Home to around 100 000 elephants, Tanzania has long been a jumbo stronghold. The most famous parks, like the Serengeti, are often vast tracts of rolling grassland that is better suited for grazers like wildebeest, zebra and antelope. Other reserves like the Selous are so enormous that their elephant populations are spread thinly. But at Tarangire, you’ll stand a good chance of seeing elephants in herds of that are an awesome 300-strong.
How to do it: Visit Tarangire between January and February and June to October. The latter period is the driest weather, which offers the best elephant viewing. Superb accommodation under canvas is offered at Oliver’s Camp and in the form of treehouse suites at Tarangire Treetops. In addition to game drives, both camps offer night drives and guided nature walks for the fullest the safari experience.
#4 Hwange National Park – Zimbabwe
Located on the border between Botswana and Zimbabwe, Hwange National Park is an enormous tract of jumbo-friendly open woodland that spills across the border from Botswana. Elephants roam freely between the two countries, foraging between the Chobe and Zambezi Rivers and Hwange’s permanent waterholes.
The waterholes are critical way-points for migrating elephant, their locations passed down through the generations by herd elders. All you have to do is park in the shade on a hot afternoon and wait for the show to start. Males are the first to arrive, in knots of swaggering bachelors or quiet old gentlemen, followed by breeding herds of calves, teenagers and watchful mothers, all led by a regal matriarch. Elephant watching in Hwange is best in the dry season - the late winter months of August to October.
How to do it: Zimbabwe's safari camps are excellent and their guides among Africa’s finest. Kick off with must-see Victoria Falls - it’s only a few hours away - then head to a private Hwange concession for exclusive game viewing in the park’s top hotspots – eco-friendly Little Makalolo and The Hide are charming tented camps overlooking waterholes.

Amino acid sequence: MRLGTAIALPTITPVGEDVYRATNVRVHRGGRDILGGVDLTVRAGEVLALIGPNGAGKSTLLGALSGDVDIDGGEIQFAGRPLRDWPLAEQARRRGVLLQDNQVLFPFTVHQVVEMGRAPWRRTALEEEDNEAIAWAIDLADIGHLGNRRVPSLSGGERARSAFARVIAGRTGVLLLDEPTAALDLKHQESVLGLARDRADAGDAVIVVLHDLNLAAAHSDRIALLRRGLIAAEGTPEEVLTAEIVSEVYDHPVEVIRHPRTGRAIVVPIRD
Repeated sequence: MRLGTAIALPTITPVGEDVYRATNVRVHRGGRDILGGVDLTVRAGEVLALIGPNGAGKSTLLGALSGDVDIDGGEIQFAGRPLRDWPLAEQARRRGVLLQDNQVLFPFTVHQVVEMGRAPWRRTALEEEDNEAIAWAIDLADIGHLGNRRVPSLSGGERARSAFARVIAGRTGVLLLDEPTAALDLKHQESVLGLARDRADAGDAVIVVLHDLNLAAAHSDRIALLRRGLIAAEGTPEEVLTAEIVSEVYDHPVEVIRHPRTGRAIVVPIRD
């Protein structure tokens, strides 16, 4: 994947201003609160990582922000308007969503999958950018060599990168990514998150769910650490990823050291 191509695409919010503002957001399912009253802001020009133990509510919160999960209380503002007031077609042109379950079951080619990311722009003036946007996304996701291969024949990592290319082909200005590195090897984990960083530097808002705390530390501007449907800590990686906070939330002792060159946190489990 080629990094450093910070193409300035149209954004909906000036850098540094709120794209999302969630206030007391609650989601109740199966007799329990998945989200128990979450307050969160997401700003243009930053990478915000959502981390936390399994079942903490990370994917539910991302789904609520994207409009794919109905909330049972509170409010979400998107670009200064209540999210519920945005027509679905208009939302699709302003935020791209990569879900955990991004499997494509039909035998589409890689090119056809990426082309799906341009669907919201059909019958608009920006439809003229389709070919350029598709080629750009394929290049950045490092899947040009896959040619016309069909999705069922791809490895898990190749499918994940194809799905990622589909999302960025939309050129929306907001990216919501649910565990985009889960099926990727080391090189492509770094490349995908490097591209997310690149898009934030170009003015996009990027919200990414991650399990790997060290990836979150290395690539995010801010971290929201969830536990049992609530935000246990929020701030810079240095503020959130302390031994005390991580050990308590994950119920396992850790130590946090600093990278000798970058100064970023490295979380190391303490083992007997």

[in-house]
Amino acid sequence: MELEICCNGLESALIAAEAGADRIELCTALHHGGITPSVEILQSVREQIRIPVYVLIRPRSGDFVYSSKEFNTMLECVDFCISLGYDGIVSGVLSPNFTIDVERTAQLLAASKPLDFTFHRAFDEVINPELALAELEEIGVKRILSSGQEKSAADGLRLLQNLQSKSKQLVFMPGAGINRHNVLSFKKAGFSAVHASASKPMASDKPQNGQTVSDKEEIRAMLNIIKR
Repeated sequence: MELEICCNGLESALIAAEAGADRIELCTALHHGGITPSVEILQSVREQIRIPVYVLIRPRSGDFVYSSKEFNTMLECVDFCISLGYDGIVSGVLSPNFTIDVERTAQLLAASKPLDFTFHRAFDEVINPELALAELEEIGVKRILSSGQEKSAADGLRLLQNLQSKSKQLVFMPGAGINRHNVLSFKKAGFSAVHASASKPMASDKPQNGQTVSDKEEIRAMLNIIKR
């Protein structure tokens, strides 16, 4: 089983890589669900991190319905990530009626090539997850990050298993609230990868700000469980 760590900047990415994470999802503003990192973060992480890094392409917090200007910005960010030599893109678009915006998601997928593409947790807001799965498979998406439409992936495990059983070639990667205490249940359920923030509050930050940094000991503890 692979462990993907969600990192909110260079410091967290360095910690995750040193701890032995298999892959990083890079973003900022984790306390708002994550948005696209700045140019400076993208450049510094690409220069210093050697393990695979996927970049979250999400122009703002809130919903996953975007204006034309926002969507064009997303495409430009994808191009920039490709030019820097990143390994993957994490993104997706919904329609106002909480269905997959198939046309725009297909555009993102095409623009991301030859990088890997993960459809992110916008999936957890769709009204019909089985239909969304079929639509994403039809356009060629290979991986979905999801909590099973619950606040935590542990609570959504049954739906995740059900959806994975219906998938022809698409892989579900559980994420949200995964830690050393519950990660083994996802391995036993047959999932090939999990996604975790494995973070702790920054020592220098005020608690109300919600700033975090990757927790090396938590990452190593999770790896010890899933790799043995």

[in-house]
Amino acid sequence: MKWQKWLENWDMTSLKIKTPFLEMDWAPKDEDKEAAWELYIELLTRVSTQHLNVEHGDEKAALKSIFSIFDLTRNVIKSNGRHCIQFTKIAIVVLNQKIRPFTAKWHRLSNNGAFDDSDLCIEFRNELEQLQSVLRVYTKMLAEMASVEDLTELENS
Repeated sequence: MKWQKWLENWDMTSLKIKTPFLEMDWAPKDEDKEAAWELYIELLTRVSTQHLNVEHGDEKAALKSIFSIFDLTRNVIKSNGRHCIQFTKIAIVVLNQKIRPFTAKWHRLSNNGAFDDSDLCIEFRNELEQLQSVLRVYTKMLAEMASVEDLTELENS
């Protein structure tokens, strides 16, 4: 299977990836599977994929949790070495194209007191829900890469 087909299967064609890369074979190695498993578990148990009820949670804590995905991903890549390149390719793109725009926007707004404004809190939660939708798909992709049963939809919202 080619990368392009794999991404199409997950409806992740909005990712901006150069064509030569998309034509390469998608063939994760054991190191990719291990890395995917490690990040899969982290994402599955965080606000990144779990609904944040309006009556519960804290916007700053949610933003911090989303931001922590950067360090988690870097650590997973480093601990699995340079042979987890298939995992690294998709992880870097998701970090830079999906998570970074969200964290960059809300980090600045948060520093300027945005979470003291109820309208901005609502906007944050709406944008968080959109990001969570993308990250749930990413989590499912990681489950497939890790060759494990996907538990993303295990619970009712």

#5 Addo Elephant National Park – South Africa
As the name promises, Addo's main attraction is elephant You don't need to travel into the back of beyond either - the park is conveniently located along the Cape's famous Garden Route, an hour’s drive from Port Elizabeth. This sanctuary shows us what the wildlife of the Eastern Cape was like before the arrival of gunpowder - hundreds of elephant live here alongside buffalo, lion and rare black rhino.
All this mega fauna (a fancy word for large animals) is good news for Addo’s visitors. Malaria-free and famous for its year-round temperate weather, the Eastern Cape is perfect for families with young children who want all the thrills of a big game safari within easy driving distance of urban centres. The bottom line? Addo is not a vast wilderness and it does get busy during holiday seasons, but it’s also an easy place to see lots and lots of elephant without the risk of malaria.
How to do it: Self-drive holidays are a great option for the gorgeous Garden Route - hire a car in Cape Town and take a comfortable drive along the coast, stopping in gorgeous seaside towns before reaching Addo, then fly out of Port Elizabeth. I recommend the park’s private concessions – River Bend Lodge is set in 14 000 hectares and overlooks a busy elephant waterhole.
#6 Okavango Delta – Botswana
This is where the concept of elephant back safaris and walking with elephants was pioneered. Welcome to the jewel of the Kalahari, the Okavango Delta. Botswana's lush wild heart is home to a huge diversity of animals and birds – it’s a place of big cats and wild dogs, hippos and crocs, and plenty of elephants. They wallow in the shallows beside papyrus-lined lagoons and cross open floodplains to reach the delicacies of fruiting trees.
And if all the natural splendour isn't enough, the Okavango Delta offers your the chance to interact with tame elephants in their natural world. It’s a real and humbling experience that often inspires a sense of quiet wonder in those lucky enough to spend time in this pristine wilderness in the company of elephants.
How to do it: Baines’ Camp and Stanley’s Camp share the attentions of three tame elephants who accompany guests on game walks along with their handlers and guides. Super-luxurious Abu Camp offers the unique opportunity to ride elephants into the delta as well as feed, bathe and even swim with them.
The African elephant is perhaps the continent’s most iconic animal. Prehistoric in size and part of our childhood tales and collective imagination, elephants occupy a special place in our hearts. I hope you find yourself in the dry season in one of the sanctuaries where these gentle giants still thrive, seeing firsthand their affectionate family bonds and the adorable antics of their babies, witnessing for yourself the grace and beauty of elephants living wild and free in their natural habitat.